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$5 million donation to aid CVC mission

The Cardiovascular Center has received a $5 million gift from The D. Dan and Betty Kahn Foundation.

The gift will establish the D. Dan and Betty Kahn Cardiovascular Medical Engineering Research Fund to support research by physicians, scientists and engineers doing promising work in biomedicine and bioengineering.
The auditorium at the Biomedical Science Research Building, the largest research facility on campus, will be named in honor of D. Dan and Betty Kahn, who gave a $5 million gift to the Cardiovascular Center to advance heart disease research. (Photo courtesy UMHS)

Initial work will focus on understanding and treating irregular heartbeats, called arrhythmias, with future work expanding into other areas at the interface between heart and blood-vessel disease and engineering.

These new collaborations will take place across continents and in dedicated laboratory space at U-M to be named in honor of the Kahns.

"I have long held the belief that the University of Michigan is one of the great medical research institutions in the world. I also believe it is important for the Michigan economy to support institutions that are based in Michigan," says D. Dan Kahn of Bloomfield Hills.

"This gift to the University of Michigan to support heart research builds on the gift I made in 2004 to honor the memory of my wife, Betty, and supports the great work being done by the Michigan Cardiovascular Center."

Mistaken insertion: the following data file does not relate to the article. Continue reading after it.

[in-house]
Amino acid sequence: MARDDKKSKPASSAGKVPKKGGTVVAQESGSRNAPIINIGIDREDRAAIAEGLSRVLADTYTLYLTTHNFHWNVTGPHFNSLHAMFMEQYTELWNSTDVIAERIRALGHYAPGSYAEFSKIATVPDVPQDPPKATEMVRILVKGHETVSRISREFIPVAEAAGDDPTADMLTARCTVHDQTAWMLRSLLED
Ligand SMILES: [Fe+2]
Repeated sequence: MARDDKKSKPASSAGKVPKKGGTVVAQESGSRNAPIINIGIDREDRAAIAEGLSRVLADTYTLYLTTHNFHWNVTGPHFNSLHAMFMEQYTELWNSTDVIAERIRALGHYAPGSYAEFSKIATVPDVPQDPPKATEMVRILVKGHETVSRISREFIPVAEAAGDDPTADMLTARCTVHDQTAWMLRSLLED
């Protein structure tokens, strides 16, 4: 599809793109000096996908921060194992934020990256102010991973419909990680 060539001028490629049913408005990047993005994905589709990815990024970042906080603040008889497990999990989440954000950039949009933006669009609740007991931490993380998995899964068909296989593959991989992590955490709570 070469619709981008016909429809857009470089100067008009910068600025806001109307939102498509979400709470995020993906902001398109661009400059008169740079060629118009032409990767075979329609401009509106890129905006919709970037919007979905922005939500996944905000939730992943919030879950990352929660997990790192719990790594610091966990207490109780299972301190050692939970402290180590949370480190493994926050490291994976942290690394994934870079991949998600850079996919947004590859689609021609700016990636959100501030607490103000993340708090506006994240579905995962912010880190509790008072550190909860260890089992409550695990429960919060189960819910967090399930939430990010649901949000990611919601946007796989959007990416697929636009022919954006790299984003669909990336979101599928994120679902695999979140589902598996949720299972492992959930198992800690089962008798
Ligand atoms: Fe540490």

It is through D. Dan Kahn's vision that two world-class institutions, the University of Michigan and Technion University in Israel will come together to potentially transform the ability to diagnose, treat and prevent the world's leading killer — cardiovascular disease.

"D. Dan Kahn recognizes that the discovery process requires brilliant minds working in collaboration," says Dr. James Woolliscroft, dean of the Medical School. "In today's world those relationships are often with global partners and we look forward to the opportunity to work with Technion, a university with a tradition of excellence and focus on innovation."

The CVC opened the doors of the state-of-the-art facility in 2007, and has become a space of hope and healing for thousands of patients fighting heart diseases and vascular disorders including stroke.

In recognition of the donor, the 300-seat auditorium at the Biomedical Science Research Building will be named in honor of the Kahns. With a striking architectural design of glass and curves, the BSRB is the largest research facility on campus.

A ceremony dedicating the auditorium in honor of D. Dan Kahn and his late wife is planned this summer.

"D. Dan Kahn has been a longtime friend of the University of Michigan and his vision for the finest in medical care and research is helping to make a difference in the lives of thousands," says Dr. Robert Kelch, special adviser to the president.

Kahn has made other gifts to the university. In 2004, he thanked the Health System and honored the memory of his late wife with a $1 million gift to the Cardiovascular Center. It led to the naming of the D. Dan and Betty Kahn Patient and Family Reception Area at the Cardiovascular Center. Betty Kahn died in June 2004.

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